From the monthly archives: December 2007

You just installed git. Now it’s time to set it up. First, you want to set up your name and email, which will be added to your commits:

$ git config --global "Your Name"
$ git config --global

Another useful option is alias. We can also use the command line to set it or we can edit ~/.gitconfig:

	st = status

This means we can just type git st instead of git status. As you get more familiar with git, you’ll want to add your own aliases.

Check the manual for the complete list of options.

Change gitk fonts

Gitk looks bad. Really bad. We can improve it by changing the default font. You need to edit ~/.gitk:

set mainfont {Monaco 10}
set textfont {Monaco 10}
set uifont {Monaco 10}

Much better.

Bash completion

Lookup contrib/completion in the git source directory. Git-completion.bash includes the instruction to set it up. You need to copy that file somewhere and source it in your ~/.profile. Once this is done, you can press tab to complete git commands, options and the name of branches in bash. The script also adds __git_ps1 which you can use in your PS1 to include the name of the current branch in your bash prompt. Because you will use branches with git, it can help you remember that you switched branch just before leaving work the day before.

Popularity: 52% [?]


Note: These instructions are for Mac OS 10.4. I don’t know if they’ll work with Leopard.

Installing git is easy, just compile from the source. Git svn is harder to install because it is a bunch of perl scripts that needs the svn perl bindings (it comes with git btw). Here are the steps I recommend to make sure everything works.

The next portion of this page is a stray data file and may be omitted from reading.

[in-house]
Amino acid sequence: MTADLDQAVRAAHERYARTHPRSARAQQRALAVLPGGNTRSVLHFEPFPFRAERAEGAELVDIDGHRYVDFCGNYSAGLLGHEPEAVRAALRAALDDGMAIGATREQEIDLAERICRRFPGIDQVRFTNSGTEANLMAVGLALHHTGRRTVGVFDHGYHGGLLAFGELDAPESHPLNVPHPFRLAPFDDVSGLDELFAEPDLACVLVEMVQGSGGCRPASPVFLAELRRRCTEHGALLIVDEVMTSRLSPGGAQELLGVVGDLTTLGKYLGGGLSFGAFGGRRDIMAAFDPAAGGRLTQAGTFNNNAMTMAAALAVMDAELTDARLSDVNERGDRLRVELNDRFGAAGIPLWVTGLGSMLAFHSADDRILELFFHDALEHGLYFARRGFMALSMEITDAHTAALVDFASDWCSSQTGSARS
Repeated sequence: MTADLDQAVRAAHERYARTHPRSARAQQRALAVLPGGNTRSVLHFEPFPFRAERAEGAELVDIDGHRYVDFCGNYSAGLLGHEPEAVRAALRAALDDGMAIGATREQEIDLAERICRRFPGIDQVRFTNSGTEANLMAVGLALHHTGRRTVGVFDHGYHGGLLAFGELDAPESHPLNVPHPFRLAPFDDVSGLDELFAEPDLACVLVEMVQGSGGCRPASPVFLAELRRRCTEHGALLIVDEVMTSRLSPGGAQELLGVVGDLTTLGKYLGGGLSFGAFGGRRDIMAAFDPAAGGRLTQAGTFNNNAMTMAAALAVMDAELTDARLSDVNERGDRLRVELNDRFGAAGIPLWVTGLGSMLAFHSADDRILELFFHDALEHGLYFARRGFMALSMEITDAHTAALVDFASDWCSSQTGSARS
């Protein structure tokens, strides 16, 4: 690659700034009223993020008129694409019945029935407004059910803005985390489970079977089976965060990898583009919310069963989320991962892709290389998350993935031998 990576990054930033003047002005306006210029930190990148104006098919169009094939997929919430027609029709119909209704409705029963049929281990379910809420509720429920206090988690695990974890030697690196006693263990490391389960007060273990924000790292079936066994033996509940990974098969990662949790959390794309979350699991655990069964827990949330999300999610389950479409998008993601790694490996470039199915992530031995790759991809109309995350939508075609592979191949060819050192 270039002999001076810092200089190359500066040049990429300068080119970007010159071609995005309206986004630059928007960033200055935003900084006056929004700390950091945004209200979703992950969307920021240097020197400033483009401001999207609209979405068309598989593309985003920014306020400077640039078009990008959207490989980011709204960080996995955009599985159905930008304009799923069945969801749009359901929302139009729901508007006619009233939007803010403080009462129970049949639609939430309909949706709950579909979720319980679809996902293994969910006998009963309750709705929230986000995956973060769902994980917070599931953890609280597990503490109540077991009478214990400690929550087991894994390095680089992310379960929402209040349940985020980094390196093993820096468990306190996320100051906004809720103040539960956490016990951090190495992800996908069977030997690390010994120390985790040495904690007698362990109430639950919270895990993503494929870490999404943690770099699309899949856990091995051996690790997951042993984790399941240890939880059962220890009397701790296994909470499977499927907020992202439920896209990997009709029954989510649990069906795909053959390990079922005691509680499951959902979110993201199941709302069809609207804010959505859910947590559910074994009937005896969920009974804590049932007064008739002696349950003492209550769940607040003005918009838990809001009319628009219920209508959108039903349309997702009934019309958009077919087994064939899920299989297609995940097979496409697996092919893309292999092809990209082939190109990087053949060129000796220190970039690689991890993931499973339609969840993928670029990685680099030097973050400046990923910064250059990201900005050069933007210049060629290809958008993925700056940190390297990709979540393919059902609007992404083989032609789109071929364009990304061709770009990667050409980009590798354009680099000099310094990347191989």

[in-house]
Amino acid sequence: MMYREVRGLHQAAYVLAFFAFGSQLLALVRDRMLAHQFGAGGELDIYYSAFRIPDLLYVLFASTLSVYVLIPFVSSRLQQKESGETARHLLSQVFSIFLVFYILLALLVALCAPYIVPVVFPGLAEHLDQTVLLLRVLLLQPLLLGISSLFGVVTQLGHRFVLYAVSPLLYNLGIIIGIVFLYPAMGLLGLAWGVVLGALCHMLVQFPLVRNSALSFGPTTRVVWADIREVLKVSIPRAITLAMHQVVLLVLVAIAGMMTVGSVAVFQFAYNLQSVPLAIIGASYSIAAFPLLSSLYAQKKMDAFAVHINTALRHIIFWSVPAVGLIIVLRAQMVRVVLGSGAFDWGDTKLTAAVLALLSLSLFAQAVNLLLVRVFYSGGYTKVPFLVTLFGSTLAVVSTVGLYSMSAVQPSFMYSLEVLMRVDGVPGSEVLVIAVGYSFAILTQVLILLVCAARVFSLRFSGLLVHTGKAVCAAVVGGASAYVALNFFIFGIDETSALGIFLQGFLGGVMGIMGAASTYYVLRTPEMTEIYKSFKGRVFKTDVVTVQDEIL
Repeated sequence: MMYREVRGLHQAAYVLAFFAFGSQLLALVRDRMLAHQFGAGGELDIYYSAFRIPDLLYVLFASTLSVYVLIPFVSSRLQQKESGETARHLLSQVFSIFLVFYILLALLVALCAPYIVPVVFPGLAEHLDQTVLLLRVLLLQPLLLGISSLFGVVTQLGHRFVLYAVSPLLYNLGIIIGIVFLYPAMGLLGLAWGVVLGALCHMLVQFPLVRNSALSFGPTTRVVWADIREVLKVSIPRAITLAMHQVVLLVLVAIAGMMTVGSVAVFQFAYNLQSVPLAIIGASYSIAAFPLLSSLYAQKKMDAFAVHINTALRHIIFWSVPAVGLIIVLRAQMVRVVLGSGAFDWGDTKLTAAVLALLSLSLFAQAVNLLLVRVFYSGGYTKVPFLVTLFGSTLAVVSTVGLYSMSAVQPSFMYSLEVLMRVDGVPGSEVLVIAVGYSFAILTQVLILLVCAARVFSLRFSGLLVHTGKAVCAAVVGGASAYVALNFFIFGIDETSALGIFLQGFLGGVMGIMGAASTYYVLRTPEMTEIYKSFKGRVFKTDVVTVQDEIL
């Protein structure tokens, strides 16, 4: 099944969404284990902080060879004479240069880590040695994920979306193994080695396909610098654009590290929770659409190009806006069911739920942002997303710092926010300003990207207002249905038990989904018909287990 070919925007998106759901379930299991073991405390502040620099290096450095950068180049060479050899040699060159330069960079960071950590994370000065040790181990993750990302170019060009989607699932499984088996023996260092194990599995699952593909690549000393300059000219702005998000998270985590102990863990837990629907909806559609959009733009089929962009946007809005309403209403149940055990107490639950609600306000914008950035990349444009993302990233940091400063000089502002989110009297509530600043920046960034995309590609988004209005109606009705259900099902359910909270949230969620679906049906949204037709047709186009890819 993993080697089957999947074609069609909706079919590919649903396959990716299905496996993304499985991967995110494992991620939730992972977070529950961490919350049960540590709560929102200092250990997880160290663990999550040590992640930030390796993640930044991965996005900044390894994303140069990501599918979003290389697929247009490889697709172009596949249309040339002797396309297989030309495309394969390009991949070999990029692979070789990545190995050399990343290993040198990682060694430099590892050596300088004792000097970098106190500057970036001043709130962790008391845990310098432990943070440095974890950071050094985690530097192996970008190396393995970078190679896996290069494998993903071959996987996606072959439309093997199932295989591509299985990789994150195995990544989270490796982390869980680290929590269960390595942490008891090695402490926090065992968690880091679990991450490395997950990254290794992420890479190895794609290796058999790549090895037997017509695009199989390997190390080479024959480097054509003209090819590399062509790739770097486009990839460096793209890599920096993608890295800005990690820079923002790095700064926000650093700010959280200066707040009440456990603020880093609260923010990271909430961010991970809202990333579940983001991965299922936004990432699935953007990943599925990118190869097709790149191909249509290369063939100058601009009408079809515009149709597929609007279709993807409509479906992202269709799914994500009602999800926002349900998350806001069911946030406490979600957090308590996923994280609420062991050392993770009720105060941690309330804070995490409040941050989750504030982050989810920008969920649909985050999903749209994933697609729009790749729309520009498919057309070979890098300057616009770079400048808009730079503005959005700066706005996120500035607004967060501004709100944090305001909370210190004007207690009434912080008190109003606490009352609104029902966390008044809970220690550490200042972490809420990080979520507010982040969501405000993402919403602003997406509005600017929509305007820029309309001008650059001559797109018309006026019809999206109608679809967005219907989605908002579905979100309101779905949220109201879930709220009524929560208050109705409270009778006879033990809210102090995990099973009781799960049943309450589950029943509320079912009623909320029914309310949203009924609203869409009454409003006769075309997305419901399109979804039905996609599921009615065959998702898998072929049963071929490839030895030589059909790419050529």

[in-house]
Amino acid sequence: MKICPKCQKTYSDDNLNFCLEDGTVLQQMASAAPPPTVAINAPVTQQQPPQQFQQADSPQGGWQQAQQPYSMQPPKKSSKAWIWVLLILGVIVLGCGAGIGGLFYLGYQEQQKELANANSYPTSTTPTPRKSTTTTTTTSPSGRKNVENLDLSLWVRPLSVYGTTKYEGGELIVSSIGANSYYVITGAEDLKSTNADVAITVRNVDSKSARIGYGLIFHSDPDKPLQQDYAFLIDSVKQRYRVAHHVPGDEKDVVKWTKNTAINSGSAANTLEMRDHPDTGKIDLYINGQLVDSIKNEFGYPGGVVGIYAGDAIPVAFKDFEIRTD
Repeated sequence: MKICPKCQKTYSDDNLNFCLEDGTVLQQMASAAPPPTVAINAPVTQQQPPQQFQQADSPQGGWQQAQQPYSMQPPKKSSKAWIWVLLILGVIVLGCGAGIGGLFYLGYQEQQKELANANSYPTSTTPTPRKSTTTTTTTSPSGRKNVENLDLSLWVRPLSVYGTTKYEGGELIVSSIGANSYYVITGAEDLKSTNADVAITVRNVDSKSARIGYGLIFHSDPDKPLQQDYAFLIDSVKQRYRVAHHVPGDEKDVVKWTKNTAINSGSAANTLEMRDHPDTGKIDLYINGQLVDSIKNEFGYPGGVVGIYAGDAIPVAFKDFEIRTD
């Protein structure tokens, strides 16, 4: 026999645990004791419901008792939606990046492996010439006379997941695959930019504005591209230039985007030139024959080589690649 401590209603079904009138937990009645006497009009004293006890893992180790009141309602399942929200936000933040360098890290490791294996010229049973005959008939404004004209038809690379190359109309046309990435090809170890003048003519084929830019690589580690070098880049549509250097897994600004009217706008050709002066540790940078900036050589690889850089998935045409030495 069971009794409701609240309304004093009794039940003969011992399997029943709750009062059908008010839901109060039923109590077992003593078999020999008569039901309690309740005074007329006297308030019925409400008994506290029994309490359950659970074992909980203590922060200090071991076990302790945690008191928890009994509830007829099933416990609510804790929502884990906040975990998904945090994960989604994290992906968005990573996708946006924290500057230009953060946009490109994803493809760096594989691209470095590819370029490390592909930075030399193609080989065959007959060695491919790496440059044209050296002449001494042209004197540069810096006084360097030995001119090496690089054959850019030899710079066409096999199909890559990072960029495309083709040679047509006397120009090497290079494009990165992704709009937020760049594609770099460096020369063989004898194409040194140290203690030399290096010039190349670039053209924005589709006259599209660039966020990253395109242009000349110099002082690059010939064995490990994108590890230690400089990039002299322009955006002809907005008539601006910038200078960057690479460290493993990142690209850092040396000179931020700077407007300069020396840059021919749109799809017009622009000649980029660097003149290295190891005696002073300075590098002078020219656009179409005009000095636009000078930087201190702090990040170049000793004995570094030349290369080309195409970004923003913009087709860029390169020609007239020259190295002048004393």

First, we’ll install git using Macports. This will take care of installing all the required perl libraries:

$ sudo port install git-core +svn

However, macports installs a slightly old version of git. So I suggest downloading the latest and compiling from source.

$ sudo make install
 # Note: watch out for the way your PATH is setup
 # to make sure you are using this new git version
 # instead of the macports version
$ git --version

Now if you try to run git svn, you might get an error about it not finding SVN/ That means your version of subversion does not include the perl bindings (which is the standard if you installed svn with macports). I suggest you install subversion from this package that includes the language bindings. Now you need to add this to your ~/.profile:

export PERL5LIB=/usr/local/lib/svn-perl

Everything should work. Now it’s time to import your svn repositories and enjoy git.

Popularity: 58% [?]


I’ve been using git for three months now and it has had zero impact on my team. They weren’t even aware I was using it for the first few weeks. That means, you can start using it now, for your personal development, without having to convince anybody.

Git comes with a svn wrapper. You can import your svn repository to a local git repository. You then get all the advantages of git: easy branching/merging, offline operation(very useful if you work with a laptop), etc.

$ git svn clone http://path/to/svn -T trunk -t tags -b branches